Known for being among the richest Oriental art dealers in the world, here’s a man who has left more than an incredible name for himself. After his passing in 2014, he left a most unexpected surprise for his two favorite waitresses at his regular restaurant, Donohue’s.
Robert Hatfield Ellsworth was a regular diner at Donohue’s, a steakhouse in Manhattan—frequenting the place about four days a week—and would oftentimes arrive for both lunch and dinner on the same day. He’d always sit at his regular spot in the corner, to the left of the bar.
Donohue’s waitresses, Maureen Donohue-Peters, and her niece Maureen Barrie, had become good friends with Ellsworth over the years.
He was as Donohue-Peters put it, “very down-to-earth, very nice. He’d help anybody.” At Donohue’s, everyone knew him as “Bob,” and they always took care to serve him just as he liked it.
The Asian antique dealer would always leave a nice tip on normal days, and had been doing so for pretty much each visit for 50 years. But for Christmas, he was known to reach into his pocket a little deeper. All staff at Donohue’s would benefit from Ellsworth’s generosity, as he’d eagerly tip everybody working on the festive occasion.
Ellsworth died in New York on Sunday, Aug. 3, 2014, at 85 years old. He left an estate nearing $200 million. In December, his two favorite waitresses, who had served him so well over the years, were surprised to learn they were benefactors in Ellsworth’s will. They each received $50,000.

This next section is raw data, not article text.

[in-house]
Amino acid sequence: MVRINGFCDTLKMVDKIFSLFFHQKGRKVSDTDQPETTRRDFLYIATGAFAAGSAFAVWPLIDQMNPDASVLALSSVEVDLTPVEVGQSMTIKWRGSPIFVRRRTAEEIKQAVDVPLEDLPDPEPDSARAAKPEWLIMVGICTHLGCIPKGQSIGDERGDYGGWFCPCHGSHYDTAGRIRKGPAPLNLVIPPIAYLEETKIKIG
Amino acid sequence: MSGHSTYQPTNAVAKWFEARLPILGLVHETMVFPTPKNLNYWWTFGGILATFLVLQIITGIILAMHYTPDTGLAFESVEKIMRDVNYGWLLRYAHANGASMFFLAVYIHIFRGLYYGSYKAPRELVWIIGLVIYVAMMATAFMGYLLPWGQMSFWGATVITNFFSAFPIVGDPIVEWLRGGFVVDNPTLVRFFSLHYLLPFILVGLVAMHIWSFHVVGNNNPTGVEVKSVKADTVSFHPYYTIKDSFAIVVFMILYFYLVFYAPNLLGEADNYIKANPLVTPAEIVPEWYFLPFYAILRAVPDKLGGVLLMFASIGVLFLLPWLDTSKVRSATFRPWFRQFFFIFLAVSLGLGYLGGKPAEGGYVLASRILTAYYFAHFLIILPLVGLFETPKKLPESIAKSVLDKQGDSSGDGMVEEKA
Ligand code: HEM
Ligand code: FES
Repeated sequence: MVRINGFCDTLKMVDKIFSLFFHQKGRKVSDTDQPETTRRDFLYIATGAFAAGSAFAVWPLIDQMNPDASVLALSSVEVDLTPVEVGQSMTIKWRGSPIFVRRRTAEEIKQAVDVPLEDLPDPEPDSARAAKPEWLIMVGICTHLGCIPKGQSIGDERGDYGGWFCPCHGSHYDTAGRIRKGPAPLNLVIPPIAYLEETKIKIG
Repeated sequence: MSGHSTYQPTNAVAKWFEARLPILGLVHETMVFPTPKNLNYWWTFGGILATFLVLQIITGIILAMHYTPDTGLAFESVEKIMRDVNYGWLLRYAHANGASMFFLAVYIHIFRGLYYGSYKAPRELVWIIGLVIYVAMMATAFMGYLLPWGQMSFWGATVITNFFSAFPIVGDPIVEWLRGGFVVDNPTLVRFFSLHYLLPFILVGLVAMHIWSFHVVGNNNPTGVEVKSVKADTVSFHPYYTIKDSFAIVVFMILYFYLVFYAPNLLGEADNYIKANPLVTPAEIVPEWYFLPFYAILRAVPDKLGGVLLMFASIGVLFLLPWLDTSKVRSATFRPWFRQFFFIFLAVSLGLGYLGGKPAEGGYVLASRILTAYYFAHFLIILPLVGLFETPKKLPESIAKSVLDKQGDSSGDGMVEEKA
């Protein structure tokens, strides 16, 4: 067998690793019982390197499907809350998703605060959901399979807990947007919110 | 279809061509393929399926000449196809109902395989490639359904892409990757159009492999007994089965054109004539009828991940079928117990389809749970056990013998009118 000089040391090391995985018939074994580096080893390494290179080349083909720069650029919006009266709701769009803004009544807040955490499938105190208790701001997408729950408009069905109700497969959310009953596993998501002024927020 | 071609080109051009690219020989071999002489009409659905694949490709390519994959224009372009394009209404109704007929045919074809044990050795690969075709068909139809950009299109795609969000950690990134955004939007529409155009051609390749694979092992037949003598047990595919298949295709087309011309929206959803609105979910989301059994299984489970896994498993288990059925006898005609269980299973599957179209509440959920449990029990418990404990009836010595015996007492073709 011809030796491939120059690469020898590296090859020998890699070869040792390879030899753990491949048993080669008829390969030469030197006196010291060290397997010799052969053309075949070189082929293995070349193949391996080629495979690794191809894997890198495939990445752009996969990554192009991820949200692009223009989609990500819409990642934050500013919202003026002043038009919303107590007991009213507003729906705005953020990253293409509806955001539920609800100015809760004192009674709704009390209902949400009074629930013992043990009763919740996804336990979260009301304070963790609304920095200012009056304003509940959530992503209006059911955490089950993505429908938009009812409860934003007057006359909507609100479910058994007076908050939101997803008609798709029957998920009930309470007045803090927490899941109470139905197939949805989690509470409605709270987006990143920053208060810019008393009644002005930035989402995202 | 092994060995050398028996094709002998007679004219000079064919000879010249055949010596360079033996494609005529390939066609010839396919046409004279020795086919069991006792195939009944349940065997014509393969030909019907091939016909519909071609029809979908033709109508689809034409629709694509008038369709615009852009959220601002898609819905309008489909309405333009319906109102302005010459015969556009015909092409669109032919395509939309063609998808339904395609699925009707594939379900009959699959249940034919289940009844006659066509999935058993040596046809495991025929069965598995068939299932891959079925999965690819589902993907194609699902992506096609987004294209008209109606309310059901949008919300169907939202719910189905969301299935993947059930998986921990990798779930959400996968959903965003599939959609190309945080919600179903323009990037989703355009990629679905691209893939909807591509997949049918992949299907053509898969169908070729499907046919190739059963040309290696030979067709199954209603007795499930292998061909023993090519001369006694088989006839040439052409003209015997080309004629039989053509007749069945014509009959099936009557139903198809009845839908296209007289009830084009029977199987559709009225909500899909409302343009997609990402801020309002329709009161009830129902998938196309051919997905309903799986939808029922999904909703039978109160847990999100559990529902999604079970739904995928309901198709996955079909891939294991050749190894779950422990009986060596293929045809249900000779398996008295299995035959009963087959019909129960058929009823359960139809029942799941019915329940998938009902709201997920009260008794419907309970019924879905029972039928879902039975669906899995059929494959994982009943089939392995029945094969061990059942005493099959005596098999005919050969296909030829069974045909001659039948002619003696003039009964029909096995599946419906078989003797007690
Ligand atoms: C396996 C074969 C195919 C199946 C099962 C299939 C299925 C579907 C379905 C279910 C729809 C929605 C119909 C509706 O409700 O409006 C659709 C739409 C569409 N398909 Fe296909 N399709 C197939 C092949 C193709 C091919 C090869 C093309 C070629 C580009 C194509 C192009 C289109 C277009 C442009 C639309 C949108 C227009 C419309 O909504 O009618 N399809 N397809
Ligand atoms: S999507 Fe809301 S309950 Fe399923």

Whilst it was a wonderful surprise, the Donohue’s family will dearly miss Ellsworth, who shared a special connection with the team.
“But, to be honest, I’d give back the money tomorrow to have him back because Bob was like a member of the family, the last of the crowd that knew my father,” Donohue-Peters said. “I was still shocked because I never expected that amount.”
Ellsworth, who was most likely the richest dealer in Asian art in the United States, had a net worth of $200 million, and lived in a 22-room Manhattan apartment.
Referred to as “the King of Ming” by his obituaries, as reported by the New York Times, Ellsworth was a legendary collector and dealer of Asian art—including Ming dynasty furniture, modern Chinese painting, Chinese mirrors, and neolithic jades.
“I may not be the greatest Oriental art dealer in the world,” Mr. Ellsworth once told The Independent. “But I am the richest.”
Despite his phenomenal wealth—with his personal collection amassing $134,000,000—Robert D. Mowry, an Asian art consultant at Christie’s who knew Ellsworth, said: “It’s not as if he was born with a silver spoon in his mouth. He had to work hard to get where he was.”
Ellsworth has left many warm memories, and will be dearly remembered by the team at Donohue’s.